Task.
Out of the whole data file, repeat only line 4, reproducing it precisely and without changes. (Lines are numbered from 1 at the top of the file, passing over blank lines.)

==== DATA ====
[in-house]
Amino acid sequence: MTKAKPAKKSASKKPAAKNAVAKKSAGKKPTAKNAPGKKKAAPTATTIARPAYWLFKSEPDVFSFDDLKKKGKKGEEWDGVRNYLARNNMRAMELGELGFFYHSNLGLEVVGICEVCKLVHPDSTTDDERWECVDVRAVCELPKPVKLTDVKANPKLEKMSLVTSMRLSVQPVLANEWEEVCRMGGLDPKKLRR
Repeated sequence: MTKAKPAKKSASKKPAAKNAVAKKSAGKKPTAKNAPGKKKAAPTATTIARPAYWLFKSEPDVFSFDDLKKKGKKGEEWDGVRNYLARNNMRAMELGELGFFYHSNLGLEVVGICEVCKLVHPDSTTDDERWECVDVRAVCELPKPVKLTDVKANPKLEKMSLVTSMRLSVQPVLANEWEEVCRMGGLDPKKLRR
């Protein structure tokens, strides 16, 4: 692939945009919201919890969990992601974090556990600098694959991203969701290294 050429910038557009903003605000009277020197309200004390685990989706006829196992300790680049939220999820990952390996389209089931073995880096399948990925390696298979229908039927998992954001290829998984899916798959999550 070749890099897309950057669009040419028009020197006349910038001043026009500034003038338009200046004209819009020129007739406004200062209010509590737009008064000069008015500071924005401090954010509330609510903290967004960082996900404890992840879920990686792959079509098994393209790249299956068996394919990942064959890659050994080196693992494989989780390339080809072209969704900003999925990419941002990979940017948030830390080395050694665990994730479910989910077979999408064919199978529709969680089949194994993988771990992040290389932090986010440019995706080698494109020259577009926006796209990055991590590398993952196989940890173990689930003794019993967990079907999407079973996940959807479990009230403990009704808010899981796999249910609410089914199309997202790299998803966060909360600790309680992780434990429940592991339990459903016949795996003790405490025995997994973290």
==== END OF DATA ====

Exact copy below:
């Protein structure tokens, strides 16, 4: 692939945009919201919890969990992601974090556990600098694959991203969701290294 050429910038557009903003605000009277020197309200004390685990989706006829196992300790680049939220999820990952390996389209089931073995880096399948990925390696298979229908039927998992954001290829998984899916798959999550 070749890099897309950057669009040419028009020197006349910038001043026009500034003038338009200046004209819009020129007739406004200062209010509590737009008064000069008015500071924005401090954010509330609510903290967004960082996900404890992840879920990686792959079509098994393209790249299956068996394919990942064959890659050994080196693992494989989780390339080809072209969704900003999925990419941002990979940017948030830390080395050694665990994730479910989910077979999408064919199978529709969680089949194994993988771990992040290389932090986010440019995706080698494109020259577009926006796209990055991590590398993952196989940890173990689930003794019993967990079907999407079973996940959807479990009230403990009704808010899981796999249910609410089914199309997202790299998803966060909360600790309680992780434990429940592991339990459903016949795996003790405490025995997994973290």